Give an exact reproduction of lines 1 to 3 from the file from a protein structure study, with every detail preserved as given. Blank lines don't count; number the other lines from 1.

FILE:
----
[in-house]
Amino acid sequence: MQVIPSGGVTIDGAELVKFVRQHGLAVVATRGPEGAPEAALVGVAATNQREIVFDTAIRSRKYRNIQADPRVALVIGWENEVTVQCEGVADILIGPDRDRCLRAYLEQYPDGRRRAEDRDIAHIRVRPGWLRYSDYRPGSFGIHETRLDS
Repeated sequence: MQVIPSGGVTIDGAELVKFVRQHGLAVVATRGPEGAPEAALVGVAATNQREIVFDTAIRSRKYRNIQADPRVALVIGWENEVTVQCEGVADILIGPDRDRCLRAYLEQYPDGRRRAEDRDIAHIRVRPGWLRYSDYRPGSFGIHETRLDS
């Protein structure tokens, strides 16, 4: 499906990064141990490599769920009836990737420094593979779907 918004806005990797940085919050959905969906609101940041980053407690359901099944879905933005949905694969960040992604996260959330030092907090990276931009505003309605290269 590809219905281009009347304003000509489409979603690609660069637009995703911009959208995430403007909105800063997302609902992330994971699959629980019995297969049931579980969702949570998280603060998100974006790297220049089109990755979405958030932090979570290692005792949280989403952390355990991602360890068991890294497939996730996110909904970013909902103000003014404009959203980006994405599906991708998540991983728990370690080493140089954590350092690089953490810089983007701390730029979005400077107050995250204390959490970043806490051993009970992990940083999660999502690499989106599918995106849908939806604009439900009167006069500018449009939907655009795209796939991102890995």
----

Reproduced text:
[in-house]
Amino acid sequence: MQVIPSGGVTIDGAELVKFVRQHGLAVVATRGPEGAPEAALVGVAATNQREIVFDTAIRSRKYRNIQADPRVALVIGWENEVTVQCEGVADILIGPDRDRCLRAYLEQYPDGRRRAEDRDIAHIRVRPGWLRYSDYRPGSFGIHETRLDS
Repeated sequence: MQVIPSGGVTIDGAELVKFVRQHGLAVVATRGPEGAPEAALVGVAATNQREIVFDTAIRSRKYRNIQADPRVALVIGWENEVTVQCEGVADILIGPDRDRCLRAYLEQYPDGRRRAEDRDIAHIRVRPGWLRYSDYRPGSFGIHETRLDS